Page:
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The American Farm Bureau Federation (AFBF), along with other agriculture groups, cheered last week’s passage by the U.S. House of Representatives of a tax reform package that contains significant benefits for farmers.
After pressure from farm groups, the House Ways and Means Committee altered a sweeping tax reform bill after to avert a significant increase in self-employment taxes that could have adversely affected many farmers.
With new changes to the tax code and revised regulations, farmers know that staying up to date on the latest tax changes and preparing farm income taxes can be a real challenge. On Monday, November 13 at 1:00 pm, Iowa Farm Bureau will present its annual Iowa Farm Income Tax Webinar.
AFBF’s Pat Wolff was quoted in a Financial Times article on the potential impact of certain tax reforms on agriculture. The Financial Times noted, “Among a number of issues for farmers are possible limits on their ability to deduct interest against tax bills.”
On Thursday November 03, 2017, AFBF President Zippy Duvall applauded Congress for its progress in reforming the tax code.
A recently introduced Senate bill to delay the Affordable Care Act’s health insurance tax will help lower insurance costs for farmers, ranchers and other small business owners, according to AFBF.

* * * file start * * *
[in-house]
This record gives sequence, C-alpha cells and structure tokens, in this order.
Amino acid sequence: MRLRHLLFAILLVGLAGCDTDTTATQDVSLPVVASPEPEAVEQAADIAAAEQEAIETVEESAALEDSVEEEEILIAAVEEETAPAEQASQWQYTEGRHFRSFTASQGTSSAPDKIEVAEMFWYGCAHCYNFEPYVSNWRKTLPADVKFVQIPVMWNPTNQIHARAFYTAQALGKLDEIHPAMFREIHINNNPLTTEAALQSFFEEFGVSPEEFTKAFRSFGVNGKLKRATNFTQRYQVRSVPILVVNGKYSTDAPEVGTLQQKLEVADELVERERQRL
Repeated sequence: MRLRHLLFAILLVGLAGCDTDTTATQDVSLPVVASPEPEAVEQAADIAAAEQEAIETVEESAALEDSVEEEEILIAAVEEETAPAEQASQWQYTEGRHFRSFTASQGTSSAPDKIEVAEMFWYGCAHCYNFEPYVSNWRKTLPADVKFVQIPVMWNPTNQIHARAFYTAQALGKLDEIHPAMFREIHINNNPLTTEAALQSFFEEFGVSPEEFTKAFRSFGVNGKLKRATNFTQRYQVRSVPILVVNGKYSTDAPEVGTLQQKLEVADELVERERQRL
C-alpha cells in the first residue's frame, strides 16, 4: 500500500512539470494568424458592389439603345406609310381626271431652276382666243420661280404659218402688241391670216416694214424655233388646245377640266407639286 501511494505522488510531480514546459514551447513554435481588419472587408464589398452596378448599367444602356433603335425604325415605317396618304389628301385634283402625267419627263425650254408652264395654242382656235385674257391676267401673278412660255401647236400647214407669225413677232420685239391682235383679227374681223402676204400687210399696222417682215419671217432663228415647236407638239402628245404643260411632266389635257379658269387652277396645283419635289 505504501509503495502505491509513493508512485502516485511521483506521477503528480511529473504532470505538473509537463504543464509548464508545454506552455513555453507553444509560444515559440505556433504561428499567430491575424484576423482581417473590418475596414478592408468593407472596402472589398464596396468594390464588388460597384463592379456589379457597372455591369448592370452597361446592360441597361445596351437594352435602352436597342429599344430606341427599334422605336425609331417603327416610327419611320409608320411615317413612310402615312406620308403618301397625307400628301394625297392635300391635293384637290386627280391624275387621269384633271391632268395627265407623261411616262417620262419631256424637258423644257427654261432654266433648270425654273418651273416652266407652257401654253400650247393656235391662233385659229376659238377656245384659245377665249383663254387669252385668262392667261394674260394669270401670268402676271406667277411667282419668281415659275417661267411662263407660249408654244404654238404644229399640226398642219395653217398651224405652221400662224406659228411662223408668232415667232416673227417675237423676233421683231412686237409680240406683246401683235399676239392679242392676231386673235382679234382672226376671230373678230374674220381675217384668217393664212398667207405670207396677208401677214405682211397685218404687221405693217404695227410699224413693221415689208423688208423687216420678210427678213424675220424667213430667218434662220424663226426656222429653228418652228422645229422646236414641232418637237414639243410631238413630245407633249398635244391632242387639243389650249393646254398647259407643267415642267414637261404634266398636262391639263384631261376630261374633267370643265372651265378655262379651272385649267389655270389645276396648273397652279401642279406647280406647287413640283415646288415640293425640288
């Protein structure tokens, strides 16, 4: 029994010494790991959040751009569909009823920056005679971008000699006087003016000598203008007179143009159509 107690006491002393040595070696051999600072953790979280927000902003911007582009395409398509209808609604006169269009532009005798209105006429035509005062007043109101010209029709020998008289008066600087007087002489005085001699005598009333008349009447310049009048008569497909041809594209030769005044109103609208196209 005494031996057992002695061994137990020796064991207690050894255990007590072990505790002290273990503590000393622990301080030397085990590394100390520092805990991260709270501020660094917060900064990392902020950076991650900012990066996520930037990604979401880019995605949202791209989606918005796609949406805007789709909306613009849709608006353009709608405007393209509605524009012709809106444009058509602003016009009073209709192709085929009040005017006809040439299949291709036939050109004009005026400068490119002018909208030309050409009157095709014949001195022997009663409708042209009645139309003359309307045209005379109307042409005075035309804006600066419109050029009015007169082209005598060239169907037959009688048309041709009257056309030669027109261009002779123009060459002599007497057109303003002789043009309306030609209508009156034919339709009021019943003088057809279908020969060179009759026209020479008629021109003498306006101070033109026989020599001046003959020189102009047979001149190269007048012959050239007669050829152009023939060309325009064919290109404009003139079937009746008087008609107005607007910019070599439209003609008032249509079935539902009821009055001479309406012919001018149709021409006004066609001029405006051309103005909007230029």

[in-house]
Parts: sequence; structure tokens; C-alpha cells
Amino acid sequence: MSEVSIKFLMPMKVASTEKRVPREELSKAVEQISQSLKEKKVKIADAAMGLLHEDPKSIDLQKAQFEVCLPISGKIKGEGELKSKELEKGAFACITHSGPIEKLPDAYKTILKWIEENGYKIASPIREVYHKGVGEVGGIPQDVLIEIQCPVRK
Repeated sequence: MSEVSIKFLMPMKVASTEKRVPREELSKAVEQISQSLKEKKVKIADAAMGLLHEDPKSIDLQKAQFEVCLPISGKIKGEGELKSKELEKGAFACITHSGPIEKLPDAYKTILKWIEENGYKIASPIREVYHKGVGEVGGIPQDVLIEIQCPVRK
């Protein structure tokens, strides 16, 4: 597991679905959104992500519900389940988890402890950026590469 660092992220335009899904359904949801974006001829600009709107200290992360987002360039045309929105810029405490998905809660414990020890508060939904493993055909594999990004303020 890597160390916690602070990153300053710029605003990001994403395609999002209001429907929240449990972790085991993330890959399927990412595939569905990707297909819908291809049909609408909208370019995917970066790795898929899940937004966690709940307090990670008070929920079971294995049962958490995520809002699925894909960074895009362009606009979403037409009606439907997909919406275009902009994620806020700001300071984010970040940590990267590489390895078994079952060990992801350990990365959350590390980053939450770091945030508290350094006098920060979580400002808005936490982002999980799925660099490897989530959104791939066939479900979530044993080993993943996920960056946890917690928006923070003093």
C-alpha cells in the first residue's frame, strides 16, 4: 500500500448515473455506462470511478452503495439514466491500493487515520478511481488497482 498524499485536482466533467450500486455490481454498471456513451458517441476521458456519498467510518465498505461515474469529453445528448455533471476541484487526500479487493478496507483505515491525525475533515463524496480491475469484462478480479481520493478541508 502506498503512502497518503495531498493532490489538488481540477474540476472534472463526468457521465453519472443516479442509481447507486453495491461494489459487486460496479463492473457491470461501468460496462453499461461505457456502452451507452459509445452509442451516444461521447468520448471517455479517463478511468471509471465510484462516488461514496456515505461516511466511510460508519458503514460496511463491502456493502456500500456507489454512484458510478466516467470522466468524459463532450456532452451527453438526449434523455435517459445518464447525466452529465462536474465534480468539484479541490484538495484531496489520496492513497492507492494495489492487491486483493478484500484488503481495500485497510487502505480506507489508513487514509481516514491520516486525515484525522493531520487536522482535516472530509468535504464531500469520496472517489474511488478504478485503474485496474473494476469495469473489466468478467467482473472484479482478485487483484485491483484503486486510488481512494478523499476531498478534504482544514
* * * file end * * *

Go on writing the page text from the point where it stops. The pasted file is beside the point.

There are three main factors that have an impact on how farmers are impacted by the federal tax code. The first is that most farms file through the individual code, not the corporate code. The second is that the vast majority of the average farm’s assets are tied up in illiquid long-term assets. The third is that farm income is predictably unpredictable.
AFBF and the South Dakota Farm Bureau Federation have asked the Supreme Court to take up a case that could do away with internet retailers’ ongoing refusal to collect sales taxes – a policy that only adds to the economic pain felt in so much of rural America today.
The American Farm Bureau Federation (AFBF), along with other agriculture groups, applauded the tax reform blueprint released last week by Congress.
A recently introduced Senate bill to delay the Affordable Care Act’s health insurance tax (HIT) will help lower insurance costs for farmers, ranchers and other small business owners